In this week’s Ask Nathan:
- Is both Mustang and Camaro going to 10-speed transmissions?
- Polo player compares Cherokee, Evoque, or the Discovery Sport!
- Is modern technology reliable?
Q: Hi guys – can you please help me out?
Love watching your shows! I think I’m going nuts.
First I see that Chevrolet is building a 10 speed automatic transmission and now I see Ford is building one too. Can you tell me why both companies are building seemingly the same thing at the same time? Am I missing something, or is it beyond a coincidence?
Thanks Lisa B Kw
A: Hi Lisa!
You’re not nuts, they are both building a 10-speed transmission in a joint venture. Both automakers are building 10-speed transmissions for their rear-drive cars (Mustang and Camaro) and for their 1/2-ton pickup trucks (F-150 and Silverado/Sierra). This is not the first time GM and Ford have worked on a transmission together; a six-speed transmission was co-developed for front-drive-biased crossovers and cars a few years back.
Working together reduces costs and development time.
The transmissions will have their own, unique control software and will be tuned to work a specific way with a specific vehicle. Both automakers maintain that they have many unique components in these new transmissions, making them their own. I should add that Ford and General Motors are also working on co-developing a nine speed transmission to replace the aforementioned, co-developed six-speed for front-drive-biased vehicles.
I hope that helps and thanks for the email!
This next question is from a polo player who needs a new ride.
Q: Dear Nathan,
I am in the market for a new car. I am a single guy living in the city, but often travel to the country (I am a member of a polo club). I don’t need to tow a horse trailer or anything like that, but the drive to the club can be difficult for my old college car. I like the Cherokee a lot, especially in the Overland 4×4 trim level. I also love Landys, and I’m wondering which cross-shops better with the Cherokee, the Evoque 5-door, or the Disco Sport? As a side note, have you guys heard any news about the 2018 Jeep Wagoneer?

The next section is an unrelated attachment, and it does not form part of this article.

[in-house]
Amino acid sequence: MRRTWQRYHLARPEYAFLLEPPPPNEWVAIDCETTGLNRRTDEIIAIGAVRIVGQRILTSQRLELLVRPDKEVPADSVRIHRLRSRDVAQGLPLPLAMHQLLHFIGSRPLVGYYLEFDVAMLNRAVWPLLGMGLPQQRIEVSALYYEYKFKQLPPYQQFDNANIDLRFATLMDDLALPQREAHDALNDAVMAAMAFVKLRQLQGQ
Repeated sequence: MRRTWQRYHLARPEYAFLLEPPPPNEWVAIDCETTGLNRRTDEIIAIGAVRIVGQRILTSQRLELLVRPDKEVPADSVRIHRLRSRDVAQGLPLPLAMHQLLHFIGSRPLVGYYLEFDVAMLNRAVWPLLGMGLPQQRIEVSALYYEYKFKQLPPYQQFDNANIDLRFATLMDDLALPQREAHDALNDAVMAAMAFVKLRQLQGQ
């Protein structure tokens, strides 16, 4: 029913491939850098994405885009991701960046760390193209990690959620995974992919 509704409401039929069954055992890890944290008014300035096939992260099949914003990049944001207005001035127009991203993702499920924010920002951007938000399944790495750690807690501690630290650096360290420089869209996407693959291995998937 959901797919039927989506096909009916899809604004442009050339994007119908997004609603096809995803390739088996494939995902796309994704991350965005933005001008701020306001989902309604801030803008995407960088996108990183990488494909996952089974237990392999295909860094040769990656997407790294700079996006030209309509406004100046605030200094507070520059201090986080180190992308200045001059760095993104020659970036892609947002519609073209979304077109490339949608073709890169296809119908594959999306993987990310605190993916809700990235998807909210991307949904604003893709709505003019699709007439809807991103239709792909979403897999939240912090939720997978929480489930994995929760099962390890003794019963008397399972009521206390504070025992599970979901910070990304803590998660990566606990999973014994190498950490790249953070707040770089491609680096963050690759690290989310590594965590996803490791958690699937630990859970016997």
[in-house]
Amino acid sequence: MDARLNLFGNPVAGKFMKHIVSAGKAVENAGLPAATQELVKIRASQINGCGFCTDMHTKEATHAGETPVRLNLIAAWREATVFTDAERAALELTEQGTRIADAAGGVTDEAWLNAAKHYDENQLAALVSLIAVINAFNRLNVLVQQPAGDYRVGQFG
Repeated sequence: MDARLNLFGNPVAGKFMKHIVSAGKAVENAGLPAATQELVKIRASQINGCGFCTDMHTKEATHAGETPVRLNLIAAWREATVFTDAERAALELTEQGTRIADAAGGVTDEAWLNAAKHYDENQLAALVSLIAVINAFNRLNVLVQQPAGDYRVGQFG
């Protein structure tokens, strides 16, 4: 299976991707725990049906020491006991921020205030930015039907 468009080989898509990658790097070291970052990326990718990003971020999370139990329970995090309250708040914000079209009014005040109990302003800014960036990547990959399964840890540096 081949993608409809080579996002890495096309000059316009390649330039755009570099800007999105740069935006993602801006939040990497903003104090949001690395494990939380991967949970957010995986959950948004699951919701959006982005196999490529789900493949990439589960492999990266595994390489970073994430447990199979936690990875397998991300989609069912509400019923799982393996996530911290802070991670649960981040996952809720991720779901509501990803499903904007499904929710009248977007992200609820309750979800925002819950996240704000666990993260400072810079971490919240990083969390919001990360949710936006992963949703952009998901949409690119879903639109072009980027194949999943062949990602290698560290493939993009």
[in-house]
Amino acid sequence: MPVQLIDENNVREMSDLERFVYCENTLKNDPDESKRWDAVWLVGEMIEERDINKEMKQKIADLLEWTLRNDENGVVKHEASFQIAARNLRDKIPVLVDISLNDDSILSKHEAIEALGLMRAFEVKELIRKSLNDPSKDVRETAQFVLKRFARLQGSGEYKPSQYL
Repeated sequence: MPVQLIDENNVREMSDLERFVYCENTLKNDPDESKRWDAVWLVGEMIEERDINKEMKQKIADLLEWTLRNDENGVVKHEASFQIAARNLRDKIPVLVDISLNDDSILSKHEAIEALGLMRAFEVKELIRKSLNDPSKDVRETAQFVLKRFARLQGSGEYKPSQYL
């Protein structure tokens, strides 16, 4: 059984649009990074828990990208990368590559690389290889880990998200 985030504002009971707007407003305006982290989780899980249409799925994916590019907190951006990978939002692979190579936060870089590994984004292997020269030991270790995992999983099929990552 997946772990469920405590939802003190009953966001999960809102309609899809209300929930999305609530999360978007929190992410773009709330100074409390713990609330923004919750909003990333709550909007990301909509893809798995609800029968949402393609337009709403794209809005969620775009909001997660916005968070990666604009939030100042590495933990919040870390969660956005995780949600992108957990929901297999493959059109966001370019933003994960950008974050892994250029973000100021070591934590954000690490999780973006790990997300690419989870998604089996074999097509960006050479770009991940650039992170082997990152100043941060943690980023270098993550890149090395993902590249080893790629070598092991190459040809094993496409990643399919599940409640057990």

A: Howdy Jonathan!
The main difference between the Discover Sport and the Evoque is seating. The Discovery Sport has an option for a third row and it can hold more. Both vehicles are great drivers with great abilities on moderately difficult trails. The Jeep Cherokee is much better in the rough if you get the Trailhawk version. Otherwise, it looks like you’re looking for something to make a statement when you attend your polo matches. If that’s the case, the Range Rover Evoque may be the right ride.
Best of luck!
The last question comes from a fan who is concerned about the durability and longevity of new automobiles.
Short question: How much should I be concerned about the complexity and computerization of modern cars in terms of reliability and long term maintenance cost?
Background: I’ve had a 1999 Ford Ranger 2.5L 5 speed for 10 years. It was about as rock-solid and indestructible as could be, but I decided to move to (or should I say my kids pushed me towards) a newer, nicer car. So I bought an 18-month-old 2013 VW Jetta Sportwagon TDI 6 speed manual. It’s a very nice car, but given the diesel scandal, and the choice between making a few grand on the buyback, or losing a few and having huge uncertainty if I keep it, I’m probably taking the buy back.
Honestly, for me a car is transportation. I’ve owned a couple Miatas, and even autocrossed them. I’ve had minivans, sedans, etc. But in the end, at my point in life, a car is transportation, and the only option/feature/etc that is a requirement to me is A/C – and that’s because I live in Phoenix. The rest? Honestly, it’s not a big deal. An FM radio is nice, and I wouldn’t mind cruise control (Ranger didn’t have that), but the rest? To me, it’s just stuff to break.
Mind you, I’m not a technophobe. I retired two years ago after working for 35 years as an IT manufacturing automation engineer for a major semiconductor manufacturer. So, I’m not inherently afraid of technology, but I’m also aware that it isn’t free, or free of potential issues.
So, should I worry about all the complexity, or just go with the flow?
A: Hi Rick, thanks for the great question.
I recommend going with the flow. Even Roman was worried about modern tech (I think newfangled electric razors worried him), but he’s pretty comfortable with high tech now. Why? He’s witnessed the overwhelming improvements in build quality, safety and ruggedness in modern vehicles, both in construction and execution.
Simply put: cars are built to a higher standard with better oversight and quality control.
We’re now at a point where vehicles can last much longer periods of time, despite being packed with high-tech components. The testing and refinement of these components can rival NASA’s testing while bugs and glitches are progressively weeded out. Cars and trucks are built better than ever.
Hope that helps!
Here’s the next video episode of “Ask Nathan!”
Nathan and The Fast Lane Car team are here to answer your (reasonable) questions. Interesting and/or entertaining emails will be posted to this column. If it’s relevant in the automotive universe, there’s a chance we may know something about it. The author’s email address and name will be omitted – leaving your initials or nickname, your preference.
From day one, The Fast Lane Car has made it our policy to answer as many questions and comments as we can. We get thousands of emails and comments and feel that, as part of a tight-knit automotive community, having an open dialogue with you keeps things fresh and exciting.
Got a question for Nathan? Drop him a line at: email@example.com